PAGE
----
Sunday, 15 July 2007

Atheism or Religion?

The claim that neither religion or atheism is right, is on its surface, a fair pronouncement, that somehow you can weigh one logically against the other and each is equally preferable. But when you dig a bit, you realize it is a hollow claim. It is a claim that presupposes an equal footing, between religion and atheism. Therefore, one cannot disprove the religious position and thus, one has to hold just as much faith that there is no God; as a theist holds that there is. Let us 'dig' in, to see why the claim is a poor one.

When an atheist says there is no God, it is based on probability and that probability is arrived at, based on the improbability of the claim. This simply means, it is improbable based on the simple fact, that there is no evidence to lead to probability. On the other hand, when a religious person says they believe in God, it is not a belief based on probability, rather, is is a belief built on faith and tradition.

Thus, we arrive at two different methods of knowledge. The religious position that holds the God concept as true, is a belief based purely on faith and tradition, whereas, the atheist position against the concept of God, is held as a belief grounded in improbability.

One can say as an atheist, there is no evidence to back up the religious proposition and therefore, there is no reason to hold it up as probable, until such evidence can be presented. A theist on the other hand, cannot say, 'there is no evidence against the possibility of God, therefore God is a probable concept'.

For a theist to say, there is no evidence against the concept of God, is really no different, than that of a mystic, who believes in the tooth fairy and saying: 'one has no evidence against the possibility of tooth fairies, therefore, they should be held in the realm of the probable'.

The very point is, that the concept of God lies within the same category as tooth fairies, hobgoblins, gremlins, ghosts, vampires - et al, none of these arbitrary mind-spun concepts can be disproved or indeed proved, that is because one cannot prove or disprove a negative. What one can do however, is offer a base of probability and simply say, unless you can present any evidence, then your claim is simply an arbitrary speculation and remains in the category of improbable.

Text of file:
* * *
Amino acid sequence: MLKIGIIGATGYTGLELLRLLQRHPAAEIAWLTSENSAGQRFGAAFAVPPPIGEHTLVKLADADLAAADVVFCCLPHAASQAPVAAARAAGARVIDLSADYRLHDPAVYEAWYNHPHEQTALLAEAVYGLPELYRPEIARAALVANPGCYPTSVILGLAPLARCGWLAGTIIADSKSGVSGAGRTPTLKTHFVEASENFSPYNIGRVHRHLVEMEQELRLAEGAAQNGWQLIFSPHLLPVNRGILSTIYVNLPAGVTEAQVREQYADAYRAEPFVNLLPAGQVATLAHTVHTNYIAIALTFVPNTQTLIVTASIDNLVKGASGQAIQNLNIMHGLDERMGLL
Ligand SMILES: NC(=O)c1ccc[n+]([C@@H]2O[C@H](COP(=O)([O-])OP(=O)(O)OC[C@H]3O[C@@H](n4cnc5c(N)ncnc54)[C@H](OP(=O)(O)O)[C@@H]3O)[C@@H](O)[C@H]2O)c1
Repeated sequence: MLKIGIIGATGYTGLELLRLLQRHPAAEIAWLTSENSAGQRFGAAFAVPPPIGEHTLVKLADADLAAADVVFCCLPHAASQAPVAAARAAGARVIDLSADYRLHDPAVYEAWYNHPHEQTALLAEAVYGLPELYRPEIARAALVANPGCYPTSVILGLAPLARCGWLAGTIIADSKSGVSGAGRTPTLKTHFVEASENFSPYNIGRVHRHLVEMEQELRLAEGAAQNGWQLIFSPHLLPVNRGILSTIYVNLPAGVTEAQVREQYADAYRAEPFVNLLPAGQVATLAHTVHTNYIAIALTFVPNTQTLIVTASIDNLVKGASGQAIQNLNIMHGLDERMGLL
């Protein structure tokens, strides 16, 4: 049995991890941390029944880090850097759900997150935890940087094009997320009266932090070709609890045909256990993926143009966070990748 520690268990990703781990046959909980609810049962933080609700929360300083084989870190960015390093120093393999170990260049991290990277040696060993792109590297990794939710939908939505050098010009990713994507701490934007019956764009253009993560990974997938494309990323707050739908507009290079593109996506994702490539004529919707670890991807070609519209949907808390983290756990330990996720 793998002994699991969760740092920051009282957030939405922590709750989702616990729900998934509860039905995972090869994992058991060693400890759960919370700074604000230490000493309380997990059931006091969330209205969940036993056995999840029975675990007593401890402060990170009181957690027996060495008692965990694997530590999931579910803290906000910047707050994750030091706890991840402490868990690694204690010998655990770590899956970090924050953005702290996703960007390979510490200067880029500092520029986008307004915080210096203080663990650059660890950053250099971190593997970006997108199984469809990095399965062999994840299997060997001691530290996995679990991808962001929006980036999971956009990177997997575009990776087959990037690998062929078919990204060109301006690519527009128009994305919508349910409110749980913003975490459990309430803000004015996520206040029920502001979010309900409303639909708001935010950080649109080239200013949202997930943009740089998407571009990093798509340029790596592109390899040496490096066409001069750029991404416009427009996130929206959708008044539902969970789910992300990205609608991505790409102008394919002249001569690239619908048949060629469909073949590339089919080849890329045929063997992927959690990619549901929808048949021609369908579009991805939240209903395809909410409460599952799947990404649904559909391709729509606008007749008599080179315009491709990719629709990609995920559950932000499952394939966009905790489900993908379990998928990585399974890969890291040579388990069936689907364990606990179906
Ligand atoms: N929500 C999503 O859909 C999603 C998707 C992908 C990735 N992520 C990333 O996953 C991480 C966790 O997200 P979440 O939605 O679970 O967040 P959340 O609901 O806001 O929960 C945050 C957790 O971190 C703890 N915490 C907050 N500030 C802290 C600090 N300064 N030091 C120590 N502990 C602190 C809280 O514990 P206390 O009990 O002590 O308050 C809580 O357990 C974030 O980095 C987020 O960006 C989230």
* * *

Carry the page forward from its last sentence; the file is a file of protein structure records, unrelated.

Indeed, because the God concept lies in the same arbitrary conceptual category as tooth fairies, that is enough on its own, not only to dismiss it as improbable, but most likely impossible.

What makes the God concept an arbitrary concept, not to be taken seriously as a probable event, is the fact that it is a supernatural speculation. Supernatural means 'above nature'. This alone means it is unprovable by the laws of nature, because to prove it, one would have to do so, through some supernatural means. One would have to suspend all know laws of physics, to grasp 'a straw' that would bring the God concept into the realm of the probable. The fact that it's a supernatural speculation, is enough on its own to dismiss it as nonsense.

There is another point here too, and it is one that theists are liable to forget to mention. The burden of proof in any honest claim; or an attempt at a claim of probability, is that, the burden of proof is with the one making the claim. So, if someone makes a claim that God exists, then the burden of proof is their's. Unless such evidence can be presented, then an atheist has every right, to hold the God concept up, to be as likely as tooth fairies and hobgoblins.

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twylite said...

Nothing about atheism requires a rational and probabilistic decision to be atheist. Atheism is simply belief that there is no god. There is not proof that there is no god, and statistical probability is not proof.

Conversely one does not require tradition to be a religion adherent. Some people rationalize that the probability of the universe existing without a creator is low, and choose to follow a religion irrespective of their upbringing.

And all of this is premised on a certain understanding of god. If we are discussing a creator-god in the Christian sense then god exists outside the universe and is not subject to the laws of physics that he made.

If you assume that the concept of "god" is defined as a creator-deity that is all-powerful, then you must ask the question: can we know about god?

God would necessarily exist outside the universe, and is thus unobservable. Any intervention by god in the universe would either be occur within the laws of physics (because god chooses to do so), or would violate the laws of physics -- but we wouldn't know that, because we would witness something and assume it to be within the laws of physics, and adjust our understanding of the laws to accommodate the new event.

Arguments about the probability of god, or of the universe existing with or without god, are meaningless. We have a sample size of 1 for universes. That is too small to draw any statistically valid conclusions.